View Full Version : Thirty—five years of choral excellence

Mar-13-2012, 05:30
Sunday Afternoon my lady and I attended the 35th Anniversary Concert of the Greater Westfield Choral Association held at the First Congregational Church. The 50 members of the chorus were joined by four soloists, a 21 member instrumental ensemble and the church’s magnificent Fisk Organ under the direction of the chorus’ third conductor Marc Winer in Franz Joseph Haydn’s Mass in B-flat Major, known as the “Harmoniemesse” , before a capacity audience approaching 500. All participants performed at the peak of their skills giving the beautiful mass setting the power when it was need and the subtlety in its turn. The audience was appropriately generous with their applause at the conlusion of the Agnus Dei.

Following an intermission the chorus returned with its piano accompanist to present a varied program of five pieces. They began with Randall Thompson’s “The Road Not Taken” followed by a Negro Spritual by William L. Dawson “Ain’-A That Good News”. The fourth selection was John Rutter’s beautiful “Gaelic Blessing” and the concert concluded on a rousing note with a Jazz rendition of the Gospel Hymn “Standing on The Promises” arranged by Mark Hayes which brought the audience to their feet with approval. But for many the high point of the afternoon was the first performance of a work titled “Psalm” composed for the 35th Anniversary of the chorus by a member of the groups Bass section, Jay Ducharme. It seems appropriate to quote from the composers comments in the Program: “To me all of the psalms are songs of praise. So my intent was to use some of the various themes in the psalms and combine them into one praise hymn”. To echo the feel of the Gregorian chant he kept the piano part to a minimum and ended the piece on a perfect fifth (the most used chord in Gregorian chant). Three different Psalm styles were chosen. The work opens with the sopranos singing a statement of praise. The altos follow with the theme of the Lords abandonment while the sopranos return to emphasize God’s mercy. The bass section then enters with the prayer known as the Lord’s Prayer or the Pater Noster. The final section, sung by the tenors is the theme of war and governance while the sopranos extol them to praise God and gradually lead the entire chorus into unified praise. The audience’s appreciation of this powerful composition could be judged by the warm applause given to Mr. Ducharme at his introduction.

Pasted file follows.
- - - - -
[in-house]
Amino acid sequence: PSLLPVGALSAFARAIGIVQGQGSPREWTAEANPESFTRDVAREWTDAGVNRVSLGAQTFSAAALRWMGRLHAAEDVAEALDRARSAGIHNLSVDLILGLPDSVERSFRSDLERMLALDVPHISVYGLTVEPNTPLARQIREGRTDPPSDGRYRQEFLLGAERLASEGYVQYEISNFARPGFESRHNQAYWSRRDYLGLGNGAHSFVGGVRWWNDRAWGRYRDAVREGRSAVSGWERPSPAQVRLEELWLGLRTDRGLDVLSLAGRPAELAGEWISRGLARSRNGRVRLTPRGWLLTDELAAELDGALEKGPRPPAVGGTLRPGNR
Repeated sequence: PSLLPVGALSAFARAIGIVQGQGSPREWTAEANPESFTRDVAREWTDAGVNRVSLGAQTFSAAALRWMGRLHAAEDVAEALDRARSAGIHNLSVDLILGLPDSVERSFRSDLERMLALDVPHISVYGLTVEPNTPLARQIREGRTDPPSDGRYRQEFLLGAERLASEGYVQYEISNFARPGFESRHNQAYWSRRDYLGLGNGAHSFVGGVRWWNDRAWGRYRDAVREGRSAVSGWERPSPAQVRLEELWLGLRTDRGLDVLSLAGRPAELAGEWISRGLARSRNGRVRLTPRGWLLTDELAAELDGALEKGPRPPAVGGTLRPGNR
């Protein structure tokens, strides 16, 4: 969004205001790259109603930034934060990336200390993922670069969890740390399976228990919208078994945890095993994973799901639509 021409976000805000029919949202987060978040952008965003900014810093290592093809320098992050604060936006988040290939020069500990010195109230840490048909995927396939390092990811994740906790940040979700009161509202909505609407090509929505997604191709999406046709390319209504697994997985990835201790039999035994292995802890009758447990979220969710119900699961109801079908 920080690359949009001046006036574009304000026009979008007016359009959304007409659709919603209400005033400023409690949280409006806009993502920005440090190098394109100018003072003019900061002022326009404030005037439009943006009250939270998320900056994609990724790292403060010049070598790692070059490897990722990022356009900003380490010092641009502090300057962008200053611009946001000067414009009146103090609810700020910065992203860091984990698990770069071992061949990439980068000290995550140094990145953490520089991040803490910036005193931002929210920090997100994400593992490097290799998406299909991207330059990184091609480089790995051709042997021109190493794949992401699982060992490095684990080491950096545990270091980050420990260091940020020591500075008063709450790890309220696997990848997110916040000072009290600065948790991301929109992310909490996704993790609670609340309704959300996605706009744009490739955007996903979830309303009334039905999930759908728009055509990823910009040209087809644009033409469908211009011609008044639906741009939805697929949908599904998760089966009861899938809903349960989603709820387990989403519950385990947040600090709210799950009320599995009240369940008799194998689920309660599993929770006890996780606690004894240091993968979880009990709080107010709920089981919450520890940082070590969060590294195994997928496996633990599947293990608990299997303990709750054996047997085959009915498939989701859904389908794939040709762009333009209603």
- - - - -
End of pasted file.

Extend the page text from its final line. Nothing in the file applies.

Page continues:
A reception was held following the concert which afforded me the opportunity to speak to Mr. Ducharme and several other of the performers. Then as was the case with many others, Muriel and I came home with a feeling of spiritual exhaltation.

Mar-13-2012, 09:59
Terrific.. sure sounds like my idea evening. Glad you were able to attend.

Corno Dolce
Mar-13-2012, 12:57
Hi Rob,

Thanks for such a great review - My High School Choral Director was an ardent champion of William Dawson's choral settings, so I'm very familiar with his music.